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Trinity grad to focus her experience on a career in public health advocacy

Trinity graduate Andrea Chavez will pursue a master’s in public health at Brown University in Rhode Island. (Photo courtesy of Andrea Chavez)

Andrea Chavez’s extensive list of accomplishments stretches into her childhood, as she overcame serious injuries from a car crash and figured out how get to college despite being an undocumented immigrant with limited financial resources.

Her honors as a graduating senior (magna cum laude) at Trinity Washington University this spring include memberships in the Phi Beta Kappa and Beta Kappa Chi honor societies, receiving Trinity’s T Pin award for scholastic and campus activities achievement, and a slew of activities and accomplishments in a variety of areas.

Oh, and she worked to help support her family much of time since she was 15.

The energetic Chavez will take her degree in chemistry and minor in data analytics to Brown University in Rhode Island this summer to pursue a master’s in public health. She’ll manage that thanks to receiving Brown’s Health Equity Scholars award, which will cover her tuition and a research assistantship.

Perhaps a key turning point in getting where she is, Chavez explained, was when as a student at Oxon Hill High School in Maryland she realized she had a whole lot to learn if she wanted to get to college. Her mother was trained in El Salvador as an anesthesiologist, Chavez said, but her immigration status limits her work options in the United States. Her father, whose mental health issues had led to abuse in her family and other trauma, had returned to El Salvador when she was 15, leaving Chavez and her brother in Maryland with their mother, with greatly reduced finances.

“I knew college was possible because my mom went to college.” But her mother’s experience in El Salvador didn’t help her daughter when it came to applying to U.S. colleges or knowing how to navigate the complexities of financial aid.

“I really had no good role models for my situation,” she said. She was in a science and technology program at Oxon Hill, but was one of only four Latinos in the program in her graduating class of 200. “And nobody knew I was undocumented,” she said.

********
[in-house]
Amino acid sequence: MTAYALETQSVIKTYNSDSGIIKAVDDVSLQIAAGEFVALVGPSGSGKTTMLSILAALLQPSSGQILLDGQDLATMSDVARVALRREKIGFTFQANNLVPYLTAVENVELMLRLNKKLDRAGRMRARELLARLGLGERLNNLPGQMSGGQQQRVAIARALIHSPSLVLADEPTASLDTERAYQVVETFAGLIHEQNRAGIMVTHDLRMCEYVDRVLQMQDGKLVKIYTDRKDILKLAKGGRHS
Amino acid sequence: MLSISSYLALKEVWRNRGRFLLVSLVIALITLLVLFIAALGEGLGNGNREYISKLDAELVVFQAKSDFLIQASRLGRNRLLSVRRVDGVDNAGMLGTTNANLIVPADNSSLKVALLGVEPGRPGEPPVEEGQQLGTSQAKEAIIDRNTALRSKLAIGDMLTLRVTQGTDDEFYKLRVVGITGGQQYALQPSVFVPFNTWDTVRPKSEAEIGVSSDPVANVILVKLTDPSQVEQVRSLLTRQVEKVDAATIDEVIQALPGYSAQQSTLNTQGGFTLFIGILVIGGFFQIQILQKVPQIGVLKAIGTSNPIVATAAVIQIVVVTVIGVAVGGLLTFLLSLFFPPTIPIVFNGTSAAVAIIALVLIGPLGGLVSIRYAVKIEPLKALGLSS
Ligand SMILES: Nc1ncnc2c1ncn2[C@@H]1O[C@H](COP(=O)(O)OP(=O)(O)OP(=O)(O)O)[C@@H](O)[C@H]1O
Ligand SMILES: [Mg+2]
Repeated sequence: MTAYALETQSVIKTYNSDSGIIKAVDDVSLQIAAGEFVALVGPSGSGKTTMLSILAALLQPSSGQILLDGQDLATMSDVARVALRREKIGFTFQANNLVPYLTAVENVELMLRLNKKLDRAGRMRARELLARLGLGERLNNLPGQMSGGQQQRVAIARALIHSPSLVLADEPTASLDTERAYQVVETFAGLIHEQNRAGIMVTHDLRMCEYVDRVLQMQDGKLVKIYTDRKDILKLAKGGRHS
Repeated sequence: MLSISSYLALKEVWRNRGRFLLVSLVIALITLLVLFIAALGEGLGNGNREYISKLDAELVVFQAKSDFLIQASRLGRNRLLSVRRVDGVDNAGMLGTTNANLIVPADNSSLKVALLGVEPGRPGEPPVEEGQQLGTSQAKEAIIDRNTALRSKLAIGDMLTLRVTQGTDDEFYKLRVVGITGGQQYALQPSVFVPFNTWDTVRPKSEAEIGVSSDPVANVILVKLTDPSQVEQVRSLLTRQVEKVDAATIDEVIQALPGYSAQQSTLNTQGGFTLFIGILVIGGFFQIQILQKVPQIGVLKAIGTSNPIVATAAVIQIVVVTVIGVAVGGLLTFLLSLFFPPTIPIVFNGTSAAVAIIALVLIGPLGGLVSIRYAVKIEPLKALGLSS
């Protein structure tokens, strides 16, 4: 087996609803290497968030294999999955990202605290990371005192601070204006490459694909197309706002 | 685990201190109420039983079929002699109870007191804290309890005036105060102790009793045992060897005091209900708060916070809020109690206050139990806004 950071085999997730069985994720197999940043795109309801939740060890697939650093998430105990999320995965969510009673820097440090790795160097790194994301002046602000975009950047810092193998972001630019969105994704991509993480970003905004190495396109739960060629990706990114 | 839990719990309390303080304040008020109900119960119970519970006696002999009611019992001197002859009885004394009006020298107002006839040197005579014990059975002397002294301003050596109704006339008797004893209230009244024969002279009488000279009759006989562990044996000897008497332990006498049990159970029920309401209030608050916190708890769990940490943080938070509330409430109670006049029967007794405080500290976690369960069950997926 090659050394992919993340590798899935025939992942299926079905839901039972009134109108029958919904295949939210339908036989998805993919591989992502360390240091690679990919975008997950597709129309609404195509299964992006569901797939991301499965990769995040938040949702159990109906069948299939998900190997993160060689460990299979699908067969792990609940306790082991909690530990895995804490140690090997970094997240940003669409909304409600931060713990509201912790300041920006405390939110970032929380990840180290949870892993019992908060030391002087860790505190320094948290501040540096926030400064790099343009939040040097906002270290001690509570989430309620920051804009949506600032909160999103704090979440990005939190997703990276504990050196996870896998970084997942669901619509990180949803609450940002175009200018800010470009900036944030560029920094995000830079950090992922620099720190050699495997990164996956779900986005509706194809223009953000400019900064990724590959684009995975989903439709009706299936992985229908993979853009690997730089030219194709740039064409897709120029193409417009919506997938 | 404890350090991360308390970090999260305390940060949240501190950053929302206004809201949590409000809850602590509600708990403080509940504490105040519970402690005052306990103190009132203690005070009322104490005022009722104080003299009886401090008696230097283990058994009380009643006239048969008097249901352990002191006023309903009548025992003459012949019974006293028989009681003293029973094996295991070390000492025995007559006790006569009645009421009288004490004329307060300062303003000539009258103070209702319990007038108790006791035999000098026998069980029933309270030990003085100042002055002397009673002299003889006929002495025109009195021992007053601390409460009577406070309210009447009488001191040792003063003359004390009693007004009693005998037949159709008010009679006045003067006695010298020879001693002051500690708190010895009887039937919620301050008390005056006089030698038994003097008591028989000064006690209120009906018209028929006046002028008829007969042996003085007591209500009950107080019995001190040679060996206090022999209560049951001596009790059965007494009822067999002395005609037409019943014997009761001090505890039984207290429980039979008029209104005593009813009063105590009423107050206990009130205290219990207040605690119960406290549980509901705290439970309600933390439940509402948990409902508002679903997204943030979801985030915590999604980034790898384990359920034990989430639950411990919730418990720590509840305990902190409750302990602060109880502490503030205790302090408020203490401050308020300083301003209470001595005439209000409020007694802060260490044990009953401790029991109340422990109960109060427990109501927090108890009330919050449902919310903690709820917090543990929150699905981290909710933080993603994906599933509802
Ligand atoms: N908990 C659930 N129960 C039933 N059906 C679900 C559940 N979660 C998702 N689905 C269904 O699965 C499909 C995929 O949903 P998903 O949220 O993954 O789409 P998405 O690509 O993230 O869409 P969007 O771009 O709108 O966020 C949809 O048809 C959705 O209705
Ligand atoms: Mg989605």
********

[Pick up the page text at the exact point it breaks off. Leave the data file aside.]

So she got resourceful and started Googling for information. “I found a mentor on YouTube.” The 17-minute video by a young woman named Tania, “How I Got into Harvard + Tips for DACA Students,” told how someone who is undocumented may have a path to college admission, even scholarships.

DACA is Deferred Action for Childhood Arrivals, a federal program that allows people who were brought to the United States as children to receive protection from deportation and work permits if they meet certain requirements. Many states prohibit undocumented students, even those with DACA, from attending state universities or require they do so only as foreign students, which carries a hefty cost difference from in-state tuition. Federal grants, loans and many other types of higher education funding are also unavailable to so-called Dreamers, as young undocumented immigrants are known, whether or not they hold DACA.

Aspiring to attend an Ivy League college herself, Chavez got in touch with Tania, who has guided her in pursuing higher education. Chavez does not have DACA but said she has been approved for Special Immigrant Juvenile status, which is available to those who have been abused, abandoned, or neglected by a parent. She said her father’s mental health struggles exposed her to that. Unlike DACA, SIJ status offers a path to legal residency, or a green card.

Trinity Washington University has long welcomed Dreamers. Once she was admitted there with a financial aid package that made it workable, Chavez happily accepted the chance to continue to live at home and keep working to help her family, she said.

With advice from Tania and various staff and faculty members at Trinity, Chavez has been able to tap into several forms of assistance including scholarships, a career-launch program and advocacy training for Dreamers. She also was selected as a research program scholar at John Hopkins University through a partnership between Trinity and Johns Hopkins. She will continue her experience this summer as one of just seven students in the Trinity-Johns Hopkins Summer Undergraduate Research

(SURE) program designed to further supplement and support graduate school applications.

Chavez is quick to credit the staff and faculty at Trinity for helping her figure it all out and stay on track academically. “They all have been so influential in my life and have shaped me into a strong Trinity woman,” she said in a post on Trinity’s website.

Her academic path at Trinity has evolved from her initial enrollment in the university’s Center for Strategic and International Studies, to a shift to the best help those who need it most, those who are uninsured, low-income, minorities, undocumented, and oftentimes neglected,” she said in the website post. “After consulting with multiple mentors, professors, and friends, I realized that my life experiences have revolved around public health. My background and my life have primed me to influence public health and hopefully bring about programs that serve those who need it most.”

So, when the next chapter of her education at Brown is finished, “I plan to come back to D.C. and work on Capitol Hill, influencing health policy and being a voice of change for our community,” she wrote. “I want to bring us closer to passing a universal health care bill and developing programs to help black and brown communities. … My goal is to make access to health care more equitable for everyone.”